Our Digital PR team built 77 links and brand mentions in 10 weeks, by simply pivoting our campaigns – here’s how:
Pivoting digital PR campaigns has been a very fruitful link building method for the NORTH team over the last few years, but since the start of 2023 we’ve ramped up our efforts even further. Now, we treat pivoting as its own digital PR tactic within our SEO services, rather than something to fall back on when a campaign doesn’t get the results we hoped for. That way, we’re able to get even more out of our campaigns, no matter how successful they were originally.
As a result we’ve got some fantastic links and brand mentions, supporting the overall objective of boosting SEO and increasing brand awareness for our clients.
Pivoting a campaign for digital PR is pretty simple. It doesn’t require a lot of time or budget and if done properly, it can get results with just a few extra hours of work.
Pivoting is the art of updating a part of the campaign, such as the data, pulling out a different angle or hooking the campaign onto something new that’s getting traction in the news cycle and re-outreaching it out to journalists.
Because digital PRs create multiple campaigns throughout the year, it’s easy to forget about them once launched and reported on – especially those that perform well. But, you can’t pivot a campaign if it’s been forgotten about.
Create a simple campaign catalogue that’s easily accessible by everyone in the outreach team. Ensure that each campaign listed has a brief summary, the date it was originally outreached and the headline. Also, make sure the data or visuals used for the campaign are easily accessible. Ensure outreach teams are re-visiting the catalogue regularly and cross referencing during reactive or news jacking meetings.
When creating and outreaching a campaign you’re excited about, it’s easy to include everything in the first press release and initial round of outreach. But when creating a campaign, especially a data-led campaign, it’s important not to include every single data set.
Firstly, bombarding a journalist with figures can be confusing and dilute the story you are telling. Secondly, having extra data in your back pocket to use next time around gives you two campaigns for the price of one! Whether it’s a survey or search data – ring fence one or two pieces of data for the pivot – you’ll be grateful when your pivot outperforms the original campaign!
Creating content based on awareness days and in reaction to the news agenda is an effective way to get results to put your brand at the centre of topical discussion. But, creating timely content is best used for reactive campaigns.
When it comes to a bigger budget creative campaign, ensuring they are evergreen results in more pivot opportunities and more chances to push the keywords the campaign has been built around up the SERPs.
At the ideation stage, ask yourself – will this campaign make sense in a year OR can I push this campaign out this time next year? If you can’t, this idea is best for a reactive op.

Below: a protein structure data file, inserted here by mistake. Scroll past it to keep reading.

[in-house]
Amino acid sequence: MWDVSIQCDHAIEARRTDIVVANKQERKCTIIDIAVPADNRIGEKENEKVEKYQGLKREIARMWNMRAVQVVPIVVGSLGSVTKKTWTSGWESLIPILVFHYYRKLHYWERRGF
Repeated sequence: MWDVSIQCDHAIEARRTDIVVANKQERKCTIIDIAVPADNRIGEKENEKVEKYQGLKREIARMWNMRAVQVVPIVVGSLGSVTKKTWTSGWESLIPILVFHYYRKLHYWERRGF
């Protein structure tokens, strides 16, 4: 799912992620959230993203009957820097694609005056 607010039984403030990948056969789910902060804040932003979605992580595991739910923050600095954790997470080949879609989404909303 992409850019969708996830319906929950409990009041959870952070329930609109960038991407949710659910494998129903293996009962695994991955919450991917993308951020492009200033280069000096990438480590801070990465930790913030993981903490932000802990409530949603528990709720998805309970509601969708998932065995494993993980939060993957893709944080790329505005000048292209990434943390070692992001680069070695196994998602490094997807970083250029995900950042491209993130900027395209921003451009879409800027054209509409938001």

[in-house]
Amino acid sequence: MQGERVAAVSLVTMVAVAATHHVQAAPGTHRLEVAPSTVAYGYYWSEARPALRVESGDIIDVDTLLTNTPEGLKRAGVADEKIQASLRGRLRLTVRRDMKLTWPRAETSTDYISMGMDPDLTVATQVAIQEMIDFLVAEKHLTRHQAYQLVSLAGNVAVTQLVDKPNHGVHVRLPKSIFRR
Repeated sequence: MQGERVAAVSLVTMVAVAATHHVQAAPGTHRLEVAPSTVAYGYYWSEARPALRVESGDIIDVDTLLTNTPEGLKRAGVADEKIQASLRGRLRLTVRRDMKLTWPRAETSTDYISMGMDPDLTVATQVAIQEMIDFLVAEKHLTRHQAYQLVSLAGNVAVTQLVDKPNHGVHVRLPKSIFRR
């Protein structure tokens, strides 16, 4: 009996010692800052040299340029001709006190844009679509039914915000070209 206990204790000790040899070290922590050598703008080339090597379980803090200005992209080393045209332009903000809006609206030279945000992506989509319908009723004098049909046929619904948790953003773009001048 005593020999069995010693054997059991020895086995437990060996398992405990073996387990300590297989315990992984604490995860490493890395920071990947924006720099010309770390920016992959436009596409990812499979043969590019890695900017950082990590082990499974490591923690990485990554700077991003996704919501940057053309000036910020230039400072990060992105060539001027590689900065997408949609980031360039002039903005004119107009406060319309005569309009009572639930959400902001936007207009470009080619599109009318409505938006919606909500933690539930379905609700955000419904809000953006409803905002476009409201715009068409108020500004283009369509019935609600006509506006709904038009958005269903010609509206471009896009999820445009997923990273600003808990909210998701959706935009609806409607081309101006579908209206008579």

When pivoting a campaign, one of the most effective ways to pivot is to create different angles for different audiences. For example, if creating a campaign which looks at the best cities to visit based on restaurant reviews i.e.
“The best cities to visit if you’re a foodie”
You could launch the initial campaign and then pivot it with more detailed data from your data collection based on the following key audiences:
“The best cities to visit if you’re a veggie”
“The best cities to visit if you’re gluten free”
“The best cities to visit if you’re pescatarian”
These different key audiences will have different media outlets targeted to them which widens your outreach list significantly. Pivoting a campaign opens you up to lots more outreach opportunities and the more niche your pivot is – the more titles you can create tailored outreach emails for.
After you have launched a creative campaign it’s important to keep an eye on any news related to this campaign in order to identify pivot opportunities. For example, if you launch a campaign based on ‘The best pumpkin patches to visit in the UK’, set up alerts based on this campaign in a tracker such as Google Alerts. Set up alerts for phrases such as:
“Pumpkin patches UK”
“Family days out in October”
“Things to do this Halloween”
As soon as you see similar stories trending, you can revisit your campaign, refresh it with new data and re-outreach.
One of the best ways to pivot a campaign is to re-outreach it when the topic of your campaign is trending, and make this fact the news hook.
For example, if you’re a fashion brand and create a campaign based on a specific theme or idea such as:
“How wearing yellow can improve your mood according to experts”
It’s essential to keep a close eye on when the key element of this campaign, in this instance ‘yellow clothes’ is trending. Keep this campaign in mind every day, using the aforementioned campaign catalogue, and use tools such as Google Trends, your sites Google Analytics, Pinterest, TikTok to monitor if ‘yellow fashion’ is trending.
If a member of the Royal Family is seen wearing yellow, this often creates a surge in Google searches – the campaign can then be pivoted based on this data:
“Kate Middleton’s new coat leads to a surge in searches for ‘yellow fashion’ and according to experts, it can boost your mood.”
For more tips and tricks on Digital PR, content and SEO, check out the rest of the NORTH blog and our latest case studies.